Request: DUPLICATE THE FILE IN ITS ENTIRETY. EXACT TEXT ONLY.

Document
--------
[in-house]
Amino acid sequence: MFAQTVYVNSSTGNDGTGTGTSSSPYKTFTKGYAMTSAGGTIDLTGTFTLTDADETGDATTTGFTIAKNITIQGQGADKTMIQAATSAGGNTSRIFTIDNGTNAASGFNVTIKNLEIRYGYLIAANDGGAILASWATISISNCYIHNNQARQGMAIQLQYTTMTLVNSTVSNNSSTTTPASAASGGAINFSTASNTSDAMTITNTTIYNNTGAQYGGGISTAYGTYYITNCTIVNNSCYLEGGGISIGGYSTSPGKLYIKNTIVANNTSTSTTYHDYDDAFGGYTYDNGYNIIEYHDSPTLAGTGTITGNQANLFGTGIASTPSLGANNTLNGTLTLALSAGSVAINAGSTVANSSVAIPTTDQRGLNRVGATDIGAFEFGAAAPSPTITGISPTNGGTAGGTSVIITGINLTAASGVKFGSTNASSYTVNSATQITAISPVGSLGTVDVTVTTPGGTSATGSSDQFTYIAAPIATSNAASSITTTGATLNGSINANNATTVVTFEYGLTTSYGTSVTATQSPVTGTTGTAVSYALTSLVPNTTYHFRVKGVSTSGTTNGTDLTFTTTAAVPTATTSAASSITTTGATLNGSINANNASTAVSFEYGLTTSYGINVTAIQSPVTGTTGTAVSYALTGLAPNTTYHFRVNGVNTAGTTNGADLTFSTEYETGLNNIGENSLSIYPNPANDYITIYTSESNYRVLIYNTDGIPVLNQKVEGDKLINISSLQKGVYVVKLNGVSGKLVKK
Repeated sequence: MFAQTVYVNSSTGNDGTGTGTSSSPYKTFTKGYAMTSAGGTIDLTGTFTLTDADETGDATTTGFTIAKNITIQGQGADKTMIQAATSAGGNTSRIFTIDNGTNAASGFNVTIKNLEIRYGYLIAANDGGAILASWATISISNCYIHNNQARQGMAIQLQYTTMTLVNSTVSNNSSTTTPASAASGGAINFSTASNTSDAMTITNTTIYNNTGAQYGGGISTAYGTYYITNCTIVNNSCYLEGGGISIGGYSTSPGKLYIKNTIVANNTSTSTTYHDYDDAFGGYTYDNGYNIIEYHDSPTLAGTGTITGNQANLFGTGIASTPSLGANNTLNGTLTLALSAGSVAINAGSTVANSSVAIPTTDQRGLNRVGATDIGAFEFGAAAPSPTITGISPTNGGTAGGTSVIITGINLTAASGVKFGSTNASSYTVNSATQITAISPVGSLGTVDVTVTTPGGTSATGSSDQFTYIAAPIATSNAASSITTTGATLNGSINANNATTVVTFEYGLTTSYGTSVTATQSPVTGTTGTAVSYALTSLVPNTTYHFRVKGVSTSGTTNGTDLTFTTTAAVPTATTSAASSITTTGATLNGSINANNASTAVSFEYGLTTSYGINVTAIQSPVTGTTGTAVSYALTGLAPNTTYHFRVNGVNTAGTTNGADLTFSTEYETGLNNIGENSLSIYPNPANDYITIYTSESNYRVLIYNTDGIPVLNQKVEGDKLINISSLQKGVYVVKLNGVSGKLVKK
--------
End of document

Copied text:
[in-house]
Amino acid sequence: MFAQTVYVNSSTGNDGTGTGTSSSPYKTFTKGYAMTSAGGTIDLTGTFTLTDADETGDATTTGFTIAKNITIQGQGADKTMIQAATSAGGNTSRIFTIDNGTNAASGFNVTIKNLEIRYGYLIAANDGGAILASWATISISNCYIHNNQARQGMAIQLQYTTMTLVNSTVSNNSSTTTPASAASGGAINFSTASNTSDAMTITNTTIYNNTGAQYGGGISTAYGTYYITNCTIVNNSCYLEGGGISIGGYSTSPGKLYIKNTIVANNTSTSTTYHDYDDAFGGYTYDNGYNIIEYHDSPTLAGTGTITGNQANLFGTGIASTPSLGANNTLNGTLTLALSAGSVAINAGSTVANSSVAIPTTDQRGLNRVGATDIGAFEFGAAAPSPTITGISPTNGGTAGGTSVIITGINLTAASGVKFGSTNASSYTVNSATQITAISPVGSLGTVDVTVTTPGGTSATGSSDQFTYIAAPIATSNAASSITTTGATLNGSINANNATTVVTFEYGLTTSYGTSVTATQSPVTGTTGTAVSYALTSLVPNTTYHFRVKGVSTSGTTNGTDLTFTTTAAVPTATTSAASSITTTGATLNGSINANNASTAVSFEYGLTTSYGINVTAIQSPVTGTTGTAVSYALTGLAPNTTYHFRVNGVNTAGTTNGADLTFSTEYETGLNNIGENSLSIYPNPANDYITIYTSESNYRVLIYNTDGIPVLNQKVEGDKLINISSLQKGVYVVKLNGVSGKLVKK
Repeated sequence: MFAQTVYVNSSTGNDGTGTGTSSSPYKTFTKGYAMTSAGGTIDLTGTFTLTDADETGDATTTGFTIAKNITIQGQGADKTMIQAATSAGGNTSRIFTIDNGTNAASGFNVTIKNLEIRYGYLIAANDGGAILASWATISISNCYIHNNQARQGMAIQLQYTTMTLVNSTVSNNSSTTTPASAASGGAINFSTASNTSDAMTITNTTIYNNTGAQYGGGISTAYGTYYITNCTIVNNSCYLEGGGISIGGYSTSPGKLYIKNTIVANNTSTSTTYHDYDDAFGGYTYDNGYNIIEYHDSPTLAGTGTITGNQANLFGTGIASTPSLGANNTLNGTLTLALSAGSVAINAGSTVANSSVAIPTTDQRGLNRVGATDIGAFEFGAAAPSPTITGISPTNGGTAGGTSVIITGINLTAASGVKFGSTNASSYTVNSATQITAISPVGSLGTVDVTVTTPGGTSATGSSDQFTYIAAPIATSNAASSITTTGATLNGSINANNATTVVTFEYGLTTSYGTSVTATQSPVTGTTGTAVSYALTSLVPNTTYHFRVKGVSTSGTTNGTDLTFTTTAAVPTATTSAASSITTTGATLNGSINANNASTAVSFEYGLTTSYGINVTAIQSPVTGTTGTAVSYALTGLAPNTTYHFRVNGVNTAGTTNGADLTFSTEYETGLNNIGENSLSIYPNPANDYITIYTSESNYRVLIYNTDGIPVLNQKVEGDKLINISSLQKGVYVVKLNGVSGKLVKK